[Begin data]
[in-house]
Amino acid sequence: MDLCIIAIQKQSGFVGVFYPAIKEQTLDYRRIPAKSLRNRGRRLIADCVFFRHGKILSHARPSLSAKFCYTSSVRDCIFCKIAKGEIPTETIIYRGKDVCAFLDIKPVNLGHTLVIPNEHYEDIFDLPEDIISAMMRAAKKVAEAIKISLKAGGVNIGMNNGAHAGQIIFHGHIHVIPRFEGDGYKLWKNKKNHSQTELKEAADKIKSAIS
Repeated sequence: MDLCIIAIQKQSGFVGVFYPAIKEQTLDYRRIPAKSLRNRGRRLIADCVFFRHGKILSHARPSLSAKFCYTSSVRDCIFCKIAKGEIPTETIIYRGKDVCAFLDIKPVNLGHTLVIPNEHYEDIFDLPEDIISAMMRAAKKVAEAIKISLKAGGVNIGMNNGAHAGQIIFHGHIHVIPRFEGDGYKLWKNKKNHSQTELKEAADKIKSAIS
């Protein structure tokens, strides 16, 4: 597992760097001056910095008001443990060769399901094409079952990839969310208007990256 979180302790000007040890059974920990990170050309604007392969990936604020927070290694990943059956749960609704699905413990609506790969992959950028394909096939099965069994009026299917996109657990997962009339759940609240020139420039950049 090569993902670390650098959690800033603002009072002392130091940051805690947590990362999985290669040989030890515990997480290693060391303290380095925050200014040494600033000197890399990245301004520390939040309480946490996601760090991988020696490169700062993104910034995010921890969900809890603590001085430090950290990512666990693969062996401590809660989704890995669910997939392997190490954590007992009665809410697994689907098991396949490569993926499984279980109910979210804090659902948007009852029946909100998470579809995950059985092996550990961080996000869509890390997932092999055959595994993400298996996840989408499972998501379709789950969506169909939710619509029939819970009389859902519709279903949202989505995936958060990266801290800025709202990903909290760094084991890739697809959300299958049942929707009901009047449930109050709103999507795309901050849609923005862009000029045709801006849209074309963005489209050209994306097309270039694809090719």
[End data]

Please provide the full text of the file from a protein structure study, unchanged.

[in-house]
Amino acid sequence: MDLCIIAIQKQSGFVGVFYPAIKEQTLDYRRIPAKSLRNRGRRLIADCVFFRHGKILSHARPSLSAKFCYTSSVRDCIFCKIAKGEIPTETIIYRGKDVCAFLDIKPVNLGHTLVIPNEHYEDIFDLPEDIISAMMRAAKKVAEAIKISLKAGGVNIGMNNGAHAGQIIFHGHIHVIPRFEGDGYKLWKNKKNHSQTELKEAADKIKSAIS
Repeated sequence: MDLCIIAIQKQSGFVGVFYPAIKEQTLDYRRIPAKSLRNRGRRLIADCVFFRHGKILSHARPSLSAKFCYTSSVRDCIFCKIAKGEIPTETIIYRGKDVCAFLDIKPVNLGHTLVIPNEHYEDIFDLPEDIISAMMRAAKKVAEAIKISLKAGGVNIGMNNGAHAGQIIFHGHIHVIPRFEGDGYKLWKNKKNHSQTELKEAADKIKSAIS
């Protein structure tokens, strides 16, 4: 597992760097001056910095008001443990060769399901094409079952990839969310208007990256 979180302790000007040890059974920990990170050309604007392969990936604020927070290694990943059956749960609704699905413990609506790969992959950028394909096939099965069994009026299917996109657990997962009339759940609240020139420039950049 090569993902670390650098959690800033603002009072002392130091940051805690947590990362999985290669040989030890515990997480290693060391303290380095925050200014040494600033000197890399990245301004520390939040309480946490996601760090991988020696490169700062993104910034995010921890969900809890603590001085430090950290990512666990693969062996401590809660989704890995669910997939392997190490954590007992009665809410697994689907098991396949490569993926499984279980109910979210804090659902948007009852029946909100998470579809995950059985092996550990961080996000869509890390997932092999055959595994993400298996996840989408499972998501379709789950969506169909939710619509029939819970009389859902519709279903949202989505995936958060990266801290800025709202990903909290760094084991890739697809959300299958049942929707009901009047449930109050709103999507795309901050849609923005862009000029045709801006849209074309963005489209050209994306097309270039694809090719």